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Page last updated at 16:29 GMT, Saturday, 3 July 2010 17:29 UK

David Millar 'morally corrupted' by French team Cofidis


Millar reveals road to drugs ruin

David Millar believes French cycling team Cofidis were cynical in the way they encouraged him to take the performance-enhancing drug EPO.

"I considered this team to be my family and they took advantage of that," said Millar, 33, who served a two-year ban.

"They slowly corrupted me from being idealistic to being morally corrupted by the goals they were giving me.

"They were sending me to training camps with guys who were doping and they got me to room with the guys who doped."

Millar, who is riding for Garmin-Transitions in this year's Tour de France, described his slide from talented young amateur to banned drugs cheat in BBC Scotland's Sport Monthly programme.

The Malta-born Scot, who now campaigns against drug-taking in sport, said: "I was a very driven young man. I was 18 when I went across to France. I had to find my own club in France and learn the language.

"I disappeared off the grid from all my friends for about 18 months and was offered five contracts by the time I was 19, which was unheard of.

"But in doing that I lost track of reality. I began to think I was better than everybody else.

"It just became my whole life and I lost track of my roots."

Garmiin rider David Millar
Millar is now one of cycling's most outspoken critics of doping

Millar signed for Cofidis and won the 1997 Tour de l'Avenir prologue in his first season as a professional.

"When I turned pro at 19 or 20 and went into the ranks and learned immediately that there was prolific doping, it was heartbreaking," he said.

"I turned pro in '97 and, in 1998, we had the huge Festina affair and me and one of the other young guys who didn't dope thought it was all going to change.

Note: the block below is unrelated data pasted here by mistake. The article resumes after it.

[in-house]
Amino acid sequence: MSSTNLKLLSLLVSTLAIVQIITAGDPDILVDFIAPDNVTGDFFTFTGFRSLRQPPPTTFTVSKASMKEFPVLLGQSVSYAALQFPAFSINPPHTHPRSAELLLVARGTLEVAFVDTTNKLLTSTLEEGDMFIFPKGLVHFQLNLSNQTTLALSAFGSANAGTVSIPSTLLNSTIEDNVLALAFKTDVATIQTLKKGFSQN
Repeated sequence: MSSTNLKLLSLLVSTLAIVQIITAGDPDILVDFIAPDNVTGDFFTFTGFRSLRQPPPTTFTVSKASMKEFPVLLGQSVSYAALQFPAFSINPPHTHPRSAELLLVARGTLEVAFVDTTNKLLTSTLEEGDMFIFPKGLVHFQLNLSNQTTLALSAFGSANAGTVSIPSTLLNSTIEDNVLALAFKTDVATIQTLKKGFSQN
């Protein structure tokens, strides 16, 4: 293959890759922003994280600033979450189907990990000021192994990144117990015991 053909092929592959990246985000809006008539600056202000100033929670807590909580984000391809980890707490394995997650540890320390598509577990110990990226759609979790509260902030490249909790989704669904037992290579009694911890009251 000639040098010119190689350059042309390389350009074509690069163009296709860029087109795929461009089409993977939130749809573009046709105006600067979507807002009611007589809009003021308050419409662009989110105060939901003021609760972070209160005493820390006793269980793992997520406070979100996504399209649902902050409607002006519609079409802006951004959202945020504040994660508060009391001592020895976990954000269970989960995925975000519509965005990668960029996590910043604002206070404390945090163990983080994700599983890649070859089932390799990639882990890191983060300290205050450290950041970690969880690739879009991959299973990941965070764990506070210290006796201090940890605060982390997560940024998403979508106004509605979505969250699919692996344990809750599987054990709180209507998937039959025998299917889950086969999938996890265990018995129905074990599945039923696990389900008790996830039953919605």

"For a few months, it did change and then in 1999 it all kicked off again.

"I was isolated in France on this mission to become the best professional I could, which, when you are a young driven man, is easier to find yourself on that pathway.

"Before you know it, you are surrounded by 'yes' people and it's difficult to get off it."

Millar says he was a professional cyclist for four or five years before he first took drugs, despite being surrounded by them, claiming "it's amazing what you cannot see when you don't want to see it".

"There came a point when I was 24 that it was unavoidable," he said.

"I had grown up with the team. They were my home away from home. I had gone through the ranks of the team very quickly, a young Scotsman as the leader of the number one French team.

"They twisted my mentality. You convince yourself that is what you have to do.

Once you have done it, it is very hard to come out of it. Even if you have just done it once you live with it for ever

David Millar on the risks of taking performance-enhancing drugs

"I was getting paid a lot of money; there were 70 people working for the team and I was the figurehead.

"They treated me in a way that said 'if you don't do this then you are putting all our jobs at risk, we need you to be performing at your best'.

"It was slowly chipping away at your soul."

Millar was banned after confessing to the use of blood booster erythropoietin in 2004 and returned to action in the 2006 Tour de France.

He said of former team Cofidis: "I was a malleable personality. I had no roots. I think they knew they had that power over me.

"I blamed the sport for the decisions that I had taken. Once you have done it, it is very hard to come out of it. Even if you have just done it once, you live with it for ever.

"The management of the team were turning a blind eye.

"You fight so hard for so long and you just slowly start to give up."

Watch Rhona McLeod's full interview with David Millar when Sport Monthly returns to BBC Two Scotland on 10 August

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